James: The biggest thing that I was nervous about was sleep. I’m going to sound like a tech bro, but I’m a big circadian rhythm guy. I just like going to bed and waking up at the same time every day, and that’s usually eight hours after I go to sleep. And that’s not the vibe with a newborn so I was quite worried about that. But once she was born we were just staring at her with these huge smiles and that’s when I realized, I’m going to be the most tired I’ve ever been in my life, but I’m also the happiest. It’s just so much fun, getting to know this little person. The energy that you have just kind of comes from a different source than you had before. I’m a pretty anxious person and that has translated into constant worrying about my kiddo, I don’t know why I didn’t think about that before!

Gill: That’s interesting to hear from a non-birthing parent because intrusive thoughts are common for the birthing parent. It’s good for us to talk about and normalize it as it can be kind of scary and it’s absolutely something any parent can experience!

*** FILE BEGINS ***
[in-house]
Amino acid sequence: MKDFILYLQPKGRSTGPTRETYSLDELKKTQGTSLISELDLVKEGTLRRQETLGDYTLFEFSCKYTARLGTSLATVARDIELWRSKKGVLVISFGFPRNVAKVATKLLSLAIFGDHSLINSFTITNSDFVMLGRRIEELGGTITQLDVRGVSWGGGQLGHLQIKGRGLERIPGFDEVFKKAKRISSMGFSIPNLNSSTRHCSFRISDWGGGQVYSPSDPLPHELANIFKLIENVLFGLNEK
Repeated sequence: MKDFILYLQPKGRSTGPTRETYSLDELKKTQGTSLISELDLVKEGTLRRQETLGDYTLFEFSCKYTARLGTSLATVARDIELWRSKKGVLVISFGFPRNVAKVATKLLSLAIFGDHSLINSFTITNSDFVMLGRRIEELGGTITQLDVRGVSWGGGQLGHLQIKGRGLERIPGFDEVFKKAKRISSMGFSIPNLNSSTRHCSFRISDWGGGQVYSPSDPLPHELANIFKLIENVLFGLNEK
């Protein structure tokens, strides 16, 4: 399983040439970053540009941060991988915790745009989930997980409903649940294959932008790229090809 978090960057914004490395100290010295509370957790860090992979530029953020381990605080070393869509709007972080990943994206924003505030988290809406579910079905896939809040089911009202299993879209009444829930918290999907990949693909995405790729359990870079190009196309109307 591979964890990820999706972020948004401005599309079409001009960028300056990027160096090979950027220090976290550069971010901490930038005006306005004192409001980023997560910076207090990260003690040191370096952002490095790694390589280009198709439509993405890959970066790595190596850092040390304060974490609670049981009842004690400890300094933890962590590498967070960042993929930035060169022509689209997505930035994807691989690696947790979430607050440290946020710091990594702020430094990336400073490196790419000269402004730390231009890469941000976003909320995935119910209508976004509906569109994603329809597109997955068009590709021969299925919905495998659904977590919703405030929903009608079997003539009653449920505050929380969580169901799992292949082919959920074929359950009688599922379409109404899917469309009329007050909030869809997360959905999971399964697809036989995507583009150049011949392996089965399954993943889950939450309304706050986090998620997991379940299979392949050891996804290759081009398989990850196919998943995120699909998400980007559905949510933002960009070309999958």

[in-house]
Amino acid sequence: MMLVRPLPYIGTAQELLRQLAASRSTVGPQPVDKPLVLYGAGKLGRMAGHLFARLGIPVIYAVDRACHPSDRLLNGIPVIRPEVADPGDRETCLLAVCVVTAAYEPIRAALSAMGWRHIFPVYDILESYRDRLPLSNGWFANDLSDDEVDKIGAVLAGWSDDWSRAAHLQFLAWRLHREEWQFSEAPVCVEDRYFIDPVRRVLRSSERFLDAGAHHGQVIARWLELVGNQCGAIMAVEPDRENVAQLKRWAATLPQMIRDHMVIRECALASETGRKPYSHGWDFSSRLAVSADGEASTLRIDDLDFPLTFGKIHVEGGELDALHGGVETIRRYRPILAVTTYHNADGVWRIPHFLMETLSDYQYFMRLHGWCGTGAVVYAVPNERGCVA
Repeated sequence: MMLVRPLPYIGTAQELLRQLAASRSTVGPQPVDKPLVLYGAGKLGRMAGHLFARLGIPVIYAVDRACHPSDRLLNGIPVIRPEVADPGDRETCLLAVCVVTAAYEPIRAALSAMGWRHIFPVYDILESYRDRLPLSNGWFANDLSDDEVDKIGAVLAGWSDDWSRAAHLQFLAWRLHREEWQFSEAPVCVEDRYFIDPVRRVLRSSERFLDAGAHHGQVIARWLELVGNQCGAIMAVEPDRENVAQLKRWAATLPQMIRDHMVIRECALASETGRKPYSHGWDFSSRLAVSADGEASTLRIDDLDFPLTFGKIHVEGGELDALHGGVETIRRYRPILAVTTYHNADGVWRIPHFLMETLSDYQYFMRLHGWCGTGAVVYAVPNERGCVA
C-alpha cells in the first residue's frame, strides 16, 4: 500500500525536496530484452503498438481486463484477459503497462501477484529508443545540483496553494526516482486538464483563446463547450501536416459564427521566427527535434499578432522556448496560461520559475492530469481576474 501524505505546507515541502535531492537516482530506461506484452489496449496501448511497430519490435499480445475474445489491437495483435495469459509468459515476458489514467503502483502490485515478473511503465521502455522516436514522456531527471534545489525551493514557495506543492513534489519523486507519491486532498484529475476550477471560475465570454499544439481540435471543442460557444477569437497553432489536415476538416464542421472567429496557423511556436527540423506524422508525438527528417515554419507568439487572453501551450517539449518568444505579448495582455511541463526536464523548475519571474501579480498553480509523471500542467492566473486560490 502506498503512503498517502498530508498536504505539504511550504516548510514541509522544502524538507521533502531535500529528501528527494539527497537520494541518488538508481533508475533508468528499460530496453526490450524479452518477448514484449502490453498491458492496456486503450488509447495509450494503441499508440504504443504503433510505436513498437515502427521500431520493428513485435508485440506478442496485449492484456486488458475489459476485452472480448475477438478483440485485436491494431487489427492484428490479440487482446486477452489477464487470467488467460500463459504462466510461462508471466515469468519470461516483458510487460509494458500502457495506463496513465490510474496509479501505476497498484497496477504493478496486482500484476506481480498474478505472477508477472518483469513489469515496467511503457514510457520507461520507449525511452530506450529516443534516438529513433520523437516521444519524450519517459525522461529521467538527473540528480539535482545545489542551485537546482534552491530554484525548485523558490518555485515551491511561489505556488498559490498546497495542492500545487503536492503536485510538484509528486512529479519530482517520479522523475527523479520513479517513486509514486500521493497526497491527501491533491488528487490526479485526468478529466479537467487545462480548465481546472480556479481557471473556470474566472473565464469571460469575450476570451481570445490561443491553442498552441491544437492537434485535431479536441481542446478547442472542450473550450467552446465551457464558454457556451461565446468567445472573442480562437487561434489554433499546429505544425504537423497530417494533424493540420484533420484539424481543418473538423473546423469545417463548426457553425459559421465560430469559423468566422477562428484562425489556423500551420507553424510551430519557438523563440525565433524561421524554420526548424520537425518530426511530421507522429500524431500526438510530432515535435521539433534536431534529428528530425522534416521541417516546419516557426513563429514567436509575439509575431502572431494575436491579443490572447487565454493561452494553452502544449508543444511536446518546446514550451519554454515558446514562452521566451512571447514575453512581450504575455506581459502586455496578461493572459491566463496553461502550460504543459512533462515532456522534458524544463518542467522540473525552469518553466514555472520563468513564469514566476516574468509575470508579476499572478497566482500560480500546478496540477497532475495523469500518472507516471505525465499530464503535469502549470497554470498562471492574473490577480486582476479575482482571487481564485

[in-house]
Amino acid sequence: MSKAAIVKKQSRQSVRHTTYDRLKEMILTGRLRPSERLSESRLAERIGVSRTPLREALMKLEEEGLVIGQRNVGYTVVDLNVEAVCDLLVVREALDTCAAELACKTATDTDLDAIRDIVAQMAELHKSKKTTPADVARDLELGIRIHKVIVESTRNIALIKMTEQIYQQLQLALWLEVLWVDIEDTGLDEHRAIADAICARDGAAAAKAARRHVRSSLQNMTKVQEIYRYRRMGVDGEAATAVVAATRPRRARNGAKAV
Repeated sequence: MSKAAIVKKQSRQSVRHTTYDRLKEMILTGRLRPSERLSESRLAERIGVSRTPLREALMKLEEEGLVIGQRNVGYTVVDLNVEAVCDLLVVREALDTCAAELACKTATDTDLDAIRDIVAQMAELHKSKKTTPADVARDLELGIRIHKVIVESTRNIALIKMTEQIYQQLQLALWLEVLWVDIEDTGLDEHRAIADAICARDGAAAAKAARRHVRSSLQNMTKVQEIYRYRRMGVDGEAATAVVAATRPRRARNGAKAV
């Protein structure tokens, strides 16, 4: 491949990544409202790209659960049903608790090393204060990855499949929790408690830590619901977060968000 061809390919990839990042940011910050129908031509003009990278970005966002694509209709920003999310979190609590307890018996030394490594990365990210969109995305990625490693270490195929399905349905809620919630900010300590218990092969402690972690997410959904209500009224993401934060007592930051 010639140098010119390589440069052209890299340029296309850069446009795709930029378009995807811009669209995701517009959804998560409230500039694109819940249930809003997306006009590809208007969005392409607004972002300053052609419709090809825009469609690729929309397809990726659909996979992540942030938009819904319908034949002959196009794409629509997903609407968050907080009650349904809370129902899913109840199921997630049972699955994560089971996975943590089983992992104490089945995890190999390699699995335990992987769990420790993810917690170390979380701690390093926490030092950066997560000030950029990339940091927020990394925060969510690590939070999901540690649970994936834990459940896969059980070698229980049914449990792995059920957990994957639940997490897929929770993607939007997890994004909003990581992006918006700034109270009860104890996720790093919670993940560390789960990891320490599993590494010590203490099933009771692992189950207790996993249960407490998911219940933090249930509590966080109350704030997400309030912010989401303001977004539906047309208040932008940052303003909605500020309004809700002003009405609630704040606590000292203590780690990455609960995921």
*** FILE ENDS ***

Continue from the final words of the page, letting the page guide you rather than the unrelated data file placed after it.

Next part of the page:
So, tell me if and how your partnership with Katie has changed, since having Louie?

James: There’s like the good Seinfeld clip that’s like, you shouldn’t say anything about a relationship if you can’t say anything bad about it. But I feel like Katie and I have blossomed in this new era. We give each other a lot more grace, especially me. I can be kind of a defensive cat sometimes, but I just feel like we have centered our relationship to be the best for Louie. I’ve been impressed with how patient we are with each other.

I adore Louie and will protect her with everything I have for the rest of my life, but as the non-birthing parent, Katie right now is number one, sort of like a 1A and one 1B situation.

” So right now, I need to give Katie the most support I possibly can and that’s gonna be what’s best for Louie. That will change over time, but in these early days, it works the best.